The Department of Justice’s complaint alleges that Google forced rival exchanges to compete for inventory in Google’s publisher ad server through a “waterfall” methodology. With a waterfall, a publisher ranks exchanges on the basis of their historical average bids. According to the complaint, when an impression became available to Google’s publisher ad server, it queried the exchanges for bids based on their priority position in the waterfall. The first exchange that responded to the bid request with a bid that exceeded the impression’s floor price, or minimum acceptable price, won the impression — even if other exchanges lower in the waterfall would have bid more for that impression. I discuss this waterfall methodology in more detail within the context of in-app mobile ads in In-app header bidding and the road to programmatic.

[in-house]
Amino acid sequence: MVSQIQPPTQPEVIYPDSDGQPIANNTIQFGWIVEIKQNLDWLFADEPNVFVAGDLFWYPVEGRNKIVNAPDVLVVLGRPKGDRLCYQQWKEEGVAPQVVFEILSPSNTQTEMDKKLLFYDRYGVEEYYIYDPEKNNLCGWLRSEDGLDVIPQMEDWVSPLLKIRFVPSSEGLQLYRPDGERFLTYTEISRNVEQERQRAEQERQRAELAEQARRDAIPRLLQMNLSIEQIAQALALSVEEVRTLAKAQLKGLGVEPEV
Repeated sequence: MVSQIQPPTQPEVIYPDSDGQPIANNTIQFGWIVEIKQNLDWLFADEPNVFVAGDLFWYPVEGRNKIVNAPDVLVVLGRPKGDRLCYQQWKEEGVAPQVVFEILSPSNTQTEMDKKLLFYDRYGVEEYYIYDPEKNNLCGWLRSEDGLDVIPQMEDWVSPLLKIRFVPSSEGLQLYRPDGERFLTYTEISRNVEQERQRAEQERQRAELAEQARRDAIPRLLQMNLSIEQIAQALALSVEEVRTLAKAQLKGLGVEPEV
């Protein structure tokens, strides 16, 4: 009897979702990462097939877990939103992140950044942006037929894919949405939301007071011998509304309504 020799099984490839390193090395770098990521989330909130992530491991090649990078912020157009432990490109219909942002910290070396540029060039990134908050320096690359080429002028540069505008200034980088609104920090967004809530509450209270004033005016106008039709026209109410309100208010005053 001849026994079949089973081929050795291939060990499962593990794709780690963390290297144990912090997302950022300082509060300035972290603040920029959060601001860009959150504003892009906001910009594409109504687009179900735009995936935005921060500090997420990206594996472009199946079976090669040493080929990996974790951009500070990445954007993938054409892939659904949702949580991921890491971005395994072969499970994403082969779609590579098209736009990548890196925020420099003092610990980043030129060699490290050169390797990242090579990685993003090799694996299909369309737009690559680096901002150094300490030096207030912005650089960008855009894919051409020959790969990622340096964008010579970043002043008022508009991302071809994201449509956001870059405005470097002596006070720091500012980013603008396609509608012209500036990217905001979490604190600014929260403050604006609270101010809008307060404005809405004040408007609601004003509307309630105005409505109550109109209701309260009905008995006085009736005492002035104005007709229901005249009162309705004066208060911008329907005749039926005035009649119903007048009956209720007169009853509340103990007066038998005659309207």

The complaint also alleges that Google gave its own ad server, AdX, a privileged position within this waterfall by allowing it a “first look” at inventory — meaning AdX was given the opportunity to bid on the impression before the waterfall was instantiated, regardless of where AdX would have ranked in the waterfall on the basis of historical paid CPMs. Google called this system “Dynamic Bidding.”